Here we are with week three of the challenge. . . I have slipped another book back, so brace for a push of picture books to give me some cushion as I head in to the next few weeks!
My Goal: 75 Books in 75 Days
Days so Far: 21
Read, so far: 19
Children’s, picture books
- The Man Who Walked Between the Towers, written and illustrated by Mordicai Gerstein. Terrific illustrations that really highlight the concept of perspective drawing. Not a lot of detail is provided about the background of the daring walker, Phillippe Petit, or exactly how they pulled off the feat of the walk. It does make me want to learn more through the documentary Man on a Wire.
- He Came With the Couch, written and illustrated by David Slonim: Subtly funny through both text and the animated expressions on the characters in this picture book. Both my girls have loved this book.
- Big Chickens, by Leslie Helakoski and illustrated by Henry Cole: Prepare yourself to laugh and giggle with this fun book. Three scaredy-cat chickens get themselves into and out of all sorts of silly fixes. Very fun to read out-loud.
- Interrupting Chicken, written and illustrated by David Ezra Stein: This precocious little chicken will surely delight readers as he creatively abridges and succinctly rewrites several familiar tales. Probably best appreciated by kids familiar with the stories of Chicken Little, Little Red Ridinghood, Hansel and Gretel. Parents will surely get a laugh out of the little chickens stalling techniques at bedtime.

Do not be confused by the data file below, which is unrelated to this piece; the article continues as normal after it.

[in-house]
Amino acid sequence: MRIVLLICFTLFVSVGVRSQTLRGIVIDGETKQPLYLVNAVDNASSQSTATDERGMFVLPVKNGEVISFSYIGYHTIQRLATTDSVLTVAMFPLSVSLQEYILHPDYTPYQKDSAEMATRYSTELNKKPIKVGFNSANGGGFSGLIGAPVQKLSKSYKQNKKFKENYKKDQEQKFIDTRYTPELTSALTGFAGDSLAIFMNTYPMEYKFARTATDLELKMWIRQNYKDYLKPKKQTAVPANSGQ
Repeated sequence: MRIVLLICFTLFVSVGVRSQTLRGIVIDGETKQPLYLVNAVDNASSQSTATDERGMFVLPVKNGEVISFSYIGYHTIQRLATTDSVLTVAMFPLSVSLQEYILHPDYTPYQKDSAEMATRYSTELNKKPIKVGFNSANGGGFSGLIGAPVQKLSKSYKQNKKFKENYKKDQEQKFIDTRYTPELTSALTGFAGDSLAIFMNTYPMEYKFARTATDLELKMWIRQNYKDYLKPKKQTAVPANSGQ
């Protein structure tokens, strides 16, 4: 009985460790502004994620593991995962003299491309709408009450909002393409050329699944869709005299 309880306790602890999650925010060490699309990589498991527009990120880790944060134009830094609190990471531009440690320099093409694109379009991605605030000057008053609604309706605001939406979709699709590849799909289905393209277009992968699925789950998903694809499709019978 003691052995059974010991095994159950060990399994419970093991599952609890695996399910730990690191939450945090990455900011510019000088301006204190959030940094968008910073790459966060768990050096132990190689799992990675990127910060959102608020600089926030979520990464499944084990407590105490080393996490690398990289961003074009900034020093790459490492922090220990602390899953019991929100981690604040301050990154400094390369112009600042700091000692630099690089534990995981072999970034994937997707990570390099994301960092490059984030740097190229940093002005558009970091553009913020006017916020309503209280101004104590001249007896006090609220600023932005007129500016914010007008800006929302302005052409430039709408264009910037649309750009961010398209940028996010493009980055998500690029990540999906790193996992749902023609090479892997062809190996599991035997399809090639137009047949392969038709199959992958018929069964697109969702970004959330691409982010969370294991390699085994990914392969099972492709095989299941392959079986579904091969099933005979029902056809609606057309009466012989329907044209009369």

Children’s/Young Adult, chapter book
- The Westing Game, by Ellen Raskin: This is my first read of this children’s book that was published in 1978. You can understand it’s sticking power and popularity over the years as it is packed full of interesting characters and has a very involved plot. I found myself constantly having to flip to different parts of the book to keep track of everything, so I’d suggest it for strong readers third grade and up.
- The Tiger’s Wife, by Tea Obrecht: This novel has been receiving lots of praise in literary circles and I enjoyed it. I like many, will be eager to see what more Obrecht will put out after this significant first novel. Set in the Balkans, I found the most enjoyable parts of the book where the stories told to the narrator by her grandfather about his childhood and young adulthood. I found myself a bit disappointed in the ending, but would still recommend it.